Understanding the Bush-McCain “Compassionate Torture” Proposal
September 25, 2006
You need not be a legal scholar to understand the Bush-McCain torture compromise, as the issue and why it is wrong can be reduced to four very basic points.
It’s All About Politics. The President’s current hard line position — that the fate of the CIA interrogation program is in jeopardy since current law is too vague — was not derived from any legal treatise but from Karl Rove’s campaign playbook and the proposal is more about defining the debate for the midterm election than about clarifying the Geneva Conventions.
This is a replay of the 2002 debate over the creation of the Homeland Security Department. Months before the election Bush dropped his opposition to the proposal and immediately adopted another hard line position – threatening to veto any bill failing to strip many union and civil service protections for department employees. Bush’s position created an impasse with Democrats which he used to define and attack them as being “more interested in special interests in Washington and not interested in the security of the American people.” The President’s current position relies on the same politics of “fear and smear” to reduce the debate to a false argument that the Democrats are more concerned about protecting terrorists than the American people.
The Newly Vague Geneva Convention. Under the 1949 Geneva Convention prisoners may not be subject to cruel, inhuman, humiliating or degrading treatment or punishment and violations may be prosecuted under the federal War Crimes Act. President Bush now contends that this language is “so vague that it’s impossible” to continue the CIA interrogation program.
This language was not vague in March when the State Department released its annual human rights report condemning countries such as North Korea and Syria for “acts of torture and other cruel, inhuman or degrading treatment” that included water-boarding and other “aggressive” techniques used by the Bush administration; nor was it vague last December when President Bush clearly stated that it was against U.S. policy to use “cruel, inhuman or degrading treatment”. More significantly, it was not vague when Allied war crimes tribunals convicted Japanese soldiers and their superiors for engaging in or approving water-boarding.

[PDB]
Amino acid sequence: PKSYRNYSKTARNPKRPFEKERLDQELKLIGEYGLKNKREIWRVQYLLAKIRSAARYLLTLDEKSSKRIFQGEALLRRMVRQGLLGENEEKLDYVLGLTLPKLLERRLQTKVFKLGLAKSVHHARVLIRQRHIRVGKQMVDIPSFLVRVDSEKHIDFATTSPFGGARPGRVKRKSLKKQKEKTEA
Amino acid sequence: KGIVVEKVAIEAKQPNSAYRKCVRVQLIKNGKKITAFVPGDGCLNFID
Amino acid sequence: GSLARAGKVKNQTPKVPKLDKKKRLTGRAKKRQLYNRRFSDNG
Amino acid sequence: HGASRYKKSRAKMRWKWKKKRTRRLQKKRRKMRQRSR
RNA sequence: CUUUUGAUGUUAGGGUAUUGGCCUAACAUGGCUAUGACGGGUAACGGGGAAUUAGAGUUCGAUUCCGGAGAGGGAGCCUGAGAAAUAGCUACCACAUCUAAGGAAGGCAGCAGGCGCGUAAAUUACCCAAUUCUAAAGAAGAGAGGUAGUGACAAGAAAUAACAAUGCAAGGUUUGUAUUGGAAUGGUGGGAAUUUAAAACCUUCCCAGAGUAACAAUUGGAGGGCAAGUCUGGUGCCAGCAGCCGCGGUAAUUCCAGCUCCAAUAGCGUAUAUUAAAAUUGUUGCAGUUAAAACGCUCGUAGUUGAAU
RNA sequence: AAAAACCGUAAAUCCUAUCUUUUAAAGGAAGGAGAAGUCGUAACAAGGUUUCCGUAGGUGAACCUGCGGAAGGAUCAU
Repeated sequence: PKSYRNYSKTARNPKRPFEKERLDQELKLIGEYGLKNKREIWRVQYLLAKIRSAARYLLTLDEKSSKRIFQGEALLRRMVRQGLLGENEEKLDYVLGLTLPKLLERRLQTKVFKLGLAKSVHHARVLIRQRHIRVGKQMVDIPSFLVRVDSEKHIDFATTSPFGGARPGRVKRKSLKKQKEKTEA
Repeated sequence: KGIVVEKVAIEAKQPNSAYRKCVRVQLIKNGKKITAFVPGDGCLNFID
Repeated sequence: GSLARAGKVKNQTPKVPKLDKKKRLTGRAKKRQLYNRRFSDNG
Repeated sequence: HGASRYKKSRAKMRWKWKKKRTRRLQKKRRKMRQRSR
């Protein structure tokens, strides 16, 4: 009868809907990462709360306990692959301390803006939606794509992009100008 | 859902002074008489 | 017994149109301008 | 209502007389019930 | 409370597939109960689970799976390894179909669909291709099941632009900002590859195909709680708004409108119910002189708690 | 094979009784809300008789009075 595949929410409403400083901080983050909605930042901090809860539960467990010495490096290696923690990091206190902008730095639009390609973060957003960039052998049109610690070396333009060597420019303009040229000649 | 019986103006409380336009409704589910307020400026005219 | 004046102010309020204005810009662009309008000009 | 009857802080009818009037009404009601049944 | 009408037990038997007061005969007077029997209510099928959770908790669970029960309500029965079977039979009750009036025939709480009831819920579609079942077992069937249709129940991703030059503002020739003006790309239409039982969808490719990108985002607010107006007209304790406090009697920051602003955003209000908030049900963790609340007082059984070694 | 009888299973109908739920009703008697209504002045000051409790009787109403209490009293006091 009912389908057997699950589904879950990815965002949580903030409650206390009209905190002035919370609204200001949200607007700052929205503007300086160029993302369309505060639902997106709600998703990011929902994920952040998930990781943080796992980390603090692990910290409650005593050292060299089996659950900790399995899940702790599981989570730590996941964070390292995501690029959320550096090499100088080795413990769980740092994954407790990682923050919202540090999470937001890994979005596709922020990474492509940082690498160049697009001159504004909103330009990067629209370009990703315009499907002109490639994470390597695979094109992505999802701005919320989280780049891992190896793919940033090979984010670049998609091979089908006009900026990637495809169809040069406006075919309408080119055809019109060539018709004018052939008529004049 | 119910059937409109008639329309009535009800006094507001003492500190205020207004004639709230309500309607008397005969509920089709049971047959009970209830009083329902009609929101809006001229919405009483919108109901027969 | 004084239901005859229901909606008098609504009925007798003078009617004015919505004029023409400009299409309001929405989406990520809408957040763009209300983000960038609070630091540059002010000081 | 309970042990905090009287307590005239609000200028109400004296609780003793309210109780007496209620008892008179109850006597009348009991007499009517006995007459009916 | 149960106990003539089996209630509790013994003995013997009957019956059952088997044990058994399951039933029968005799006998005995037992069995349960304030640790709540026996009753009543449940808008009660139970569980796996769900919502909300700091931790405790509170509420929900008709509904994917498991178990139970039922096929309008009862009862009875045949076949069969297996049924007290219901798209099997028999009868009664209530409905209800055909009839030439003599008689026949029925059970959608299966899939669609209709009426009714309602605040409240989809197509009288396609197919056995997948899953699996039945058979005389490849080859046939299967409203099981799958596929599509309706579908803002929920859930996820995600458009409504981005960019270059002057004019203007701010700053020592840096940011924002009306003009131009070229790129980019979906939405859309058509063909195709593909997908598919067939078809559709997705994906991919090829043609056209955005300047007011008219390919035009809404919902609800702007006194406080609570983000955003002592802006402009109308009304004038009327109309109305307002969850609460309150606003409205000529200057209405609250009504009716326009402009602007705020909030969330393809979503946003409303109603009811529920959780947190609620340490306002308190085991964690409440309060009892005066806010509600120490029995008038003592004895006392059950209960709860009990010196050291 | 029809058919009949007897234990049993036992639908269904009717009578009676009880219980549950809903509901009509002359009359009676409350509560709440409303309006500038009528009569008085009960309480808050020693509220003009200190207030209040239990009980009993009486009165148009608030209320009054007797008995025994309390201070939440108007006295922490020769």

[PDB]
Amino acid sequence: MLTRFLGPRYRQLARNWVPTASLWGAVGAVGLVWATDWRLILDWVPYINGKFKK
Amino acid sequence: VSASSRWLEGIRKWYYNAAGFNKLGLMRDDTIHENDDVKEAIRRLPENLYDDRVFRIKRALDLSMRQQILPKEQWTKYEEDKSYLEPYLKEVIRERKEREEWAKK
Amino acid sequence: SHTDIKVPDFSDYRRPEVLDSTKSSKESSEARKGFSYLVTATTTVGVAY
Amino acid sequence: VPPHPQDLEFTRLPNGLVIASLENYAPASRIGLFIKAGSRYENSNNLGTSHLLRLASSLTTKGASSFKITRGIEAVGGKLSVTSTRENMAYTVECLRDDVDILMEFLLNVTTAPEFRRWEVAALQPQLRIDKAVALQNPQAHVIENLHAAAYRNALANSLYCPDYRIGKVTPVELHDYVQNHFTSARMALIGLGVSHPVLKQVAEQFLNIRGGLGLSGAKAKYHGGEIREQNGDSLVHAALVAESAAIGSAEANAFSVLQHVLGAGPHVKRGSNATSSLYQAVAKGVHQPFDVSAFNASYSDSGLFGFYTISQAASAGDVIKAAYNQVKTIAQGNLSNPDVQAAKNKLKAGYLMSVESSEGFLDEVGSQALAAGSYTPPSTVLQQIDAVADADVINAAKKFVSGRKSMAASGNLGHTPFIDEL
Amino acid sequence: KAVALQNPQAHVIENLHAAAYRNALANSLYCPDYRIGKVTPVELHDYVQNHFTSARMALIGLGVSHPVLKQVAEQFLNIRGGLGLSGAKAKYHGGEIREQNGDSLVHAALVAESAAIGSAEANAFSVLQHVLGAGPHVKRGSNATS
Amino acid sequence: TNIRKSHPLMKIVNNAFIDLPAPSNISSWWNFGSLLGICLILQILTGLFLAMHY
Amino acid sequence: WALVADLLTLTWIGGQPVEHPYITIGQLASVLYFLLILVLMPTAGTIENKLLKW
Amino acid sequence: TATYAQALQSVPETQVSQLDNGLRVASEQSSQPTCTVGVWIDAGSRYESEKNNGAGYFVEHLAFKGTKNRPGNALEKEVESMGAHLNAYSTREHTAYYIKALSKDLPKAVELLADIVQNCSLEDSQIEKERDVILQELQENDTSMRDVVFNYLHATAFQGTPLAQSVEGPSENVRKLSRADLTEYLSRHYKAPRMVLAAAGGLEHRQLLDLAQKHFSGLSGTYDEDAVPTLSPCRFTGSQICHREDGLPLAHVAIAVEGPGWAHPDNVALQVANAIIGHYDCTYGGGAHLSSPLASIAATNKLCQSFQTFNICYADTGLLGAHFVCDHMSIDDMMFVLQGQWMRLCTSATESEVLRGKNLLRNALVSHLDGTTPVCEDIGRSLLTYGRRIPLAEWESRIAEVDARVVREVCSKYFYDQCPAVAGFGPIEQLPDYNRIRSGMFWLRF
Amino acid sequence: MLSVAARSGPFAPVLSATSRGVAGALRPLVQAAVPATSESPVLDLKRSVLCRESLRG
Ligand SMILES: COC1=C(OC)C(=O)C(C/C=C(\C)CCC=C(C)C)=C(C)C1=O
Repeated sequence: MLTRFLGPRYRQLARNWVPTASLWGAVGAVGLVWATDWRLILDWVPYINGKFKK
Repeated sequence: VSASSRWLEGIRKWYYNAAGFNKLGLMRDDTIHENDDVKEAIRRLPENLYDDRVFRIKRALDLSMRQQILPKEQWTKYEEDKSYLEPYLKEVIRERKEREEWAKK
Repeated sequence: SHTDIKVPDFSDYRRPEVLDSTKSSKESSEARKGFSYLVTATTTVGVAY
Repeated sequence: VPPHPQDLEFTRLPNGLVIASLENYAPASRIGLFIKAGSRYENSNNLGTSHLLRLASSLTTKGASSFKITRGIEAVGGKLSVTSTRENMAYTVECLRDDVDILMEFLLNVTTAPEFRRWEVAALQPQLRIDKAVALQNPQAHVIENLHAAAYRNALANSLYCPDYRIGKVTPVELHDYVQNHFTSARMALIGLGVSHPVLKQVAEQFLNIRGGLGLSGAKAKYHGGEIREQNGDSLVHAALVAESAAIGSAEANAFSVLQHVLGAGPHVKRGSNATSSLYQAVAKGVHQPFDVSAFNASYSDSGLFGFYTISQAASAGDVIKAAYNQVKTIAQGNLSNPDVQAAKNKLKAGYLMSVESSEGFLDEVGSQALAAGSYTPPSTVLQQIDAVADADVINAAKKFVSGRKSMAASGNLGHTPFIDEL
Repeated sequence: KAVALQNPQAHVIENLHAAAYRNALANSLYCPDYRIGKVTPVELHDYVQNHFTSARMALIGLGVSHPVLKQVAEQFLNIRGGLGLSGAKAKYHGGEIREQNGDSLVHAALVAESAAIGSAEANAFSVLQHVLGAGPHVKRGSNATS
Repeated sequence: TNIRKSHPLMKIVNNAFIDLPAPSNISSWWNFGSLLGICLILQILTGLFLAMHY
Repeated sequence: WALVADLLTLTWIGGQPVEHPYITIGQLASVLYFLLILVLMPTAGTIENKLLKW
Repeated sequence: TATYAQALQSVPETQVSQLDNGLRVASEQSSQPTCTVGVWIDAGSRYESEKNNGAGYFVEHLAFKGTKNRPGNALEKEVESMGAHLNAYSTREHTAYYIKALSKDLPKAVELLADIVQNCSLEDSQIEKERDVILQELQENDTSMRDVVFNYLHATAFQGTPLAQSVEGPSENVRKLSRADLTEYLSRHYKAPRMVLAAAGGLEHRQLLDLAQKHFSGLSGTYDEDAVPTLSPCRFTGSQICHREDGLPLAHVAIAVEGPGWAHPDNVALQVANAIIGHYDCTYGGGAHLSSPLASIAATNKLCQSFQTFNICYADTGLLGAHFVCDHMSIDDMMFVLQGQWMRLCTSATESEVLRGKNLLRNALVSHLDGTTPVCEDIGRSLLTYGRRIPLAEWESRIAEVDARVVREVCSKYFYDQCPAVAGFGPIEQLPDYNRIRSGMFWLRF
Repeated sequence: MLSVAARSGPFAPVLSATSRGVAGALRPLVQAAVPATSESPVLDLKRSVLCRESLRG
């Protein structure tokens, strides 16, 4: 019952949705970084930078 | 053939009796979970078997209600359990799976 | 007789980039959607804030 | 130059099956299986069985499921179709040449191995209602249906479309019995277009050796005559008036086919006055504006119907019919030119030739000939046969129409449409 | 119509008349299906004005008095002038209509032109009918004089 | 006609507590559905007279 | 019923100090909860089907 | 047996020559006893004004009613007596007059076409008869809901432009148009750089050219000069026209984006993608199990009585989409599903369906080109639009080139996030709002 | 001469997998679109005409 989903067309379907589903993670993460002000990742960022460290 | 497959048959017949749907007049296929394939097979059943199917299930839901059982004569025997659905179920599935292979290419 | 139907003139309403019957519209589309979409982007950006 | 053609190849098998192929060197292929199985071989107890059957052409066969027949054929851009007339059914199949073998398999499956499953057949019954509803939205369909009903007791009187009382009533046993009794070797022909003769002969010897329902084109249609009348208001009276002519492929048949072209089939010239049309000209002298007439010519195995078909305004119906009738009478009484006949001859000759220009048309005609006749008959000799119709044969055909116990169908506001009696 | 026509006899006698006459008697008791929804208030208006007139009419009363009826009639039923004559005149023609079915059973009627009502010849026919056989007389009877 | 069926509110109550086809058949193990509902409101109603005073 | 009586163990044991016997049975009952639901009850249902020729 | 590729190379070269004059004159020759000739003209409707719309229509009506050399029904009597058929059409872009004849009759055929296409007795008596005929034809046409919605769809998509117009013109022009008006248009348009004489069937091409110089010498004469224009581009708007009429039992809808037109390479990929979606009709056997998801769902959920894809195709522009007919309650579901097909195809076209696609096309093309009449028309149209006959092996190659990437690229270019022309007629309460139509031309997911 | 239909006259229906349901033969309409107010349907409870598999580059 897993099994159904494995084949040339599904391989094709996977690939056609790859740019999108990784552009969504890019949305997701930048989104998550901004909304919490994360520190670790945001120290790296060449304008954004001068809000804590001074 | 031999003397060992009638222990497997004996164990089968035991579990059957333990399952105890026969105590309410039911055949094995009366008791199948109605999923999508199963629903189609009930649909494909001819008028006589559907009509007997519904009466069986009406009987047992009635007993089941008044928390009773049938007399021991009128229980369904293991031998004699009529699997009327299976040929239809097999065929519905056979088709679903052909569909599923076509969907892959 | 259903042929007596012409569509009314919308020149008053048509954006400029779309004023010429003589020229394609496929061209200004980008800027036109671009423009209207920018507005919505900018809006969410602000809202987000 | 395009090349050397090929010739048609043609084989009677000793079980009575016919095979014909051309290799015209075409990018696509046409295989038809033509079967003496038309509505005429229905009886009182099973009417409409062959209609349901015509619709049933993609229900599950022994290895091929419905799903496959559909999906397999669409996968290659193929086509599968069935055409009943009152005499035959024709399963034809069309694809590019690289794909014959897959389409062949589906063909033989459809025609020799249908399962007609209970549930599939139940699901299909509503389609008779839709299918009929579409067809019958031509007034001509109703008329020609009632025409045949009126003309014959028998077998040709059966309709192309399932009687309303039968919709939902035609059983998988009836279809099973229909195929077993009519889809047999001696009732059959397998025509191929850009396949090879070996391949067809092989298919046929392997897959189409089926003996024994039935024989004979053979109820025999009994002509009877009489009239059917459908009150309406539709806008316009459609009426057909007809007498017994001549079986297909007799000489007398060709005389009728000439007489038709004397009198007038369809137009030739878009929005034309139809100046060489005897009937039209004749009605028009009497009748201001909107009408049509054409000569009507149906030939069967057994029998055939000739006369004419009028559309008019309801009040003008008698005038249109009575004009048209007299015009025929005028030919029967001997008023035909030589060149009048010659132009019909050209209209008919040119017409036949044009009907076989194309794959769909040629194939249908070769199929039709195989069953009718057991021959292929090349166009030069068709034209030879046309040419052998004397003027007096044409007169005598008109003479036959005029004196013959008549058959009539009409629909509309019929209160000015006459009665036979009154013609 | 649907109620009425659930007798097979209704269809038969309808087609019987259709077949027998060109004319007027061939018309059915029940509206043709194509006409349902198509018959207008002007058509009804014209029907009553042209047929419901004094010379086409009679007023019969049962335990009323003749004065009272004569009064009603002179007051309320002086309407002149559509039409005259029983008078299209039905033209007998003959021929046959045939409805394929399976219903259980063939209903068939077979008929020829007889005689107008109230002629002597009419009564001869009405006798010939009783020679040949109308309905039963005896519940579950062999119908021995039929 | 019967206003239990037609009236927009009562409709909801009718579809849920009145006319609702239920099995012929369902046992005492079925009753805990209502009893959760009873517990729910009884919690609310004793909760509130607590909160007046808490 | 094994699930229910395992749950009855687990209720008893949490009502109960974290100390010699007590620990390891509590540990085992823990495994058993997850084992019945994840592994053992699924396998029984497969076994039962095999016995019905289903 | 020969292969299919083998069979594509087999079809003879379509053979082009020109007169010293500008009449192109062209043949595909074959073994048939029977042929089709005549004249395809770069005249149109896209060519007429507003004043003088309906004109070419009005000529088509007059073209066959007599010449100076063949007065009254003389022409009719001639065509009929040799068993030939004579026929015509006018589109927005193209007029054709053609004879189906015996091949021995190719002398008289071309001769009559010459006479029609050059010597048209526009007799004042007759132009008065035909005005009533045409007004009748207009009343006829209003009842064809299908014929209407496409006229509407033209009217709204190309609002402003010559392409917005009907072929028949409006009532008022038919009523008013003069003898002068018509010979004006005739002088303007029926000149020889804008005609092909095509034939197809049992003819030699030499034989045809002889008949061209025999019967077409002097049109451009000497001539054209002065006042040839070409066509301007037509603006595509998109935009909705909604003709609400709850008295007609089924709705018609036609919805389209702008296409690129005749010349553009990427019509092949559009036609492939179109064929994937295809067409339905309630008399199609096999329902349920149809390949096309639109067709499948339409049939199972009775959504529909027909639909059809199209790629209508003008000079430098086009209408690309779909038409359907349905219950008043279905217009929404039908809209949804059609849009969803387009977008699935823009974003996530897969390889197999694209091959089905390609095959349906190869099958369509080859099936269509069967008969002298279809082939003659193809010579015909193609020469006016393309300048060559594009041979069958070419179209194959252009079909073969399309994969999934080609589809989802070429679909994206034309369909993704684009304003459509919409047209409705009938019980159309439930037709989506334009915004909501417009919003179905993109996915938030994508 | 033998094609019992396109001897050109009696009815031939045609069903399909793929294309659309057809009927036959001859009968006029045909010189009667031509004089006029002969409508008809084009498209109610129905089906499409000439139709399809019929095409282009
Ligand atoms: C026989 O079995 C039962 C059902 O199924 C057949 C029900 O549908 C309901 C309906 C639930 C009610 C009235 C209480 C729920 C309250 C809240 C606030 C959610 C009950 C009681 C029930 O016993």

The Bush-McCain “compassionate torture” proposal narrows the scope of the War Crimes Act to only acts intended to cause severe or serious suffering, thereby allowing many practices currently prohibited while also covering the administration’s hide by applying this standard retroactively to prevent prosecution and/or impeachment for past abuses at Abu Ghraib and Guantanamo. While the compromise adopts McCain’s language prohibiting violations of the Geneva Convention, the prohibition is diluted by being subject to interpretation by the president and removing liability under the War Crimes Act.
Torture Is Not Effective. Underlying this whole debate is the unspoken and false premise that the use of torture is an effective interrogation technique. “It has always been recognized that . . . interrogating men, by putting them to torture, produces nothing worthwhile.” This was the conclusion of Napoleon Bonaparte in 1798 and is shared by the U.S. Army Field Manual. The manual also warns that “[r]evelations of use of torture by US personnel will bring discredit upon the US and its armed forces while undermining . . . support for the war effort” and placing American prisoners “at a greater risk of abuse.” This is especially true in the current conflict, as a recent Army War College report explained that torture is always “a major strategic blunder . . . [especially] in counterterrorism and counterinsurgency warfare [where] the moral component of the fight is strategically decisive.”
This Issue Is Nothing New. President Bush wants Americans to believe that no other President has waged war against evil regimes or confronted this issue before. The reality is, however, that in each of the greatest challenges of American history, our leaders have chosen to follow the course of the founding fathers who believed that they had to beat the British in a manner consistent with the values and principles of their cause despite atrocities committed by British troops. That is why Washington directed his troops to “[t]reat [British prisoners] with humanity,” why Lincoln instituted a written code of conduct for the Union Army prohibiting “the intentional infliction of any suffering, or disgrace” and why we have followed these same standards in every war prior to the current conflict.
In initially opposing the Bush proposal, Senator McCain eloquently explained that this issue “has nothing to do with al Qaeda, [but] it has everything to do with America.” For this McCain won praise for his political courage and condemnation from Bush apologists. The Bush-McCain compromise, in contrast, has absolutely nothing to do with American values but it has everything to do with upcoming elections and the triumph of political expediency over political courage.